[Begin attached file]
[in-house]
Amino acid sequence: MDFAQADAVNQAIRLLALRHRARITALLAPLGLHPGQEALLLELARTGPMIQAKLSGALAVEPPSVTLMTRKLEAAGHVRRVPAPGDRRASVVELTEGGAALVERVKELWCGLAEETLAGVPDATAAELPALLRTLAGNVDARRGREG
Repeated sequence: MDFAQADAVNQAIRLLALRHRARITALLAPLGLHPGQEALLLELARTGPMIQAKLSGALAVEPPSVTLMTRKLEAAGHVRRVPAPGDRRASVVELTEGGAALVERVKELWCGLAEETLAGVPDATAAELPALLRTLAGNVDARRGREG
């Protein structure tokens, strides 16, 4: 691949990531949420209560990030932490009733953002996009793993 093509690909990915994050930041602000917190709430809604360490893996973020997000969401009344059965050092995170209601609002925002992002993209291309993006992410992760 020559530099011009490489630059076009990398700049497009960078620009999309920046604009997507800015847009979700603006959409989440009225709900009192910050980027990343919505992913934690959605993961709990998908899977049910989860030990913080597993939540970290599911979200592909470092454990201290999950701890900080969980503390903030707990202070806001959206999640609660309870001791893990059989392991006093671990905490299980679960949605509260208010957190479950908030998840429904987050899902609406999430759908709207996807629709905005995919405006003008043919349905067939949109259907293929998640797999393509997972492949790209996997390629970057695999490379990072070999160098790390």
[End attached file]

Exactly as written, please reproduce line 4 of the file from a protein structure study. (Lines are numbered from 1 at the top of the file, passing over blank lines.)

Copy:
């Protein structure tokens, strides 16, 4: 691949990531949420209560990030932490009733953002996009793993 093509690909990915994050930041602000917190709430809604360490893996973020997000969401009344059965050092995170209601609002925002992002993209291309993006992410992760 020559530099011009490489630059076009990398700049497009960078620009999309920046604009997507800015847009979700603006959409989440009225709900009192910050980027990343919505992913934690959605993961709990998908899977049910989860030990913080597993939540970290599911979200592909470092454990201290999950701890900080969980503390903030707990202070806001959206999640609660309870001791893990059989392991006093671990905490299980679960949605509260208010957190479950908030998840429904987050899902609406999430759908709207996807629709905005995919405006003008043919349905067939949109259907293929998640797999393509997972492949790209996997390629970057695999490379990072070999160098790390």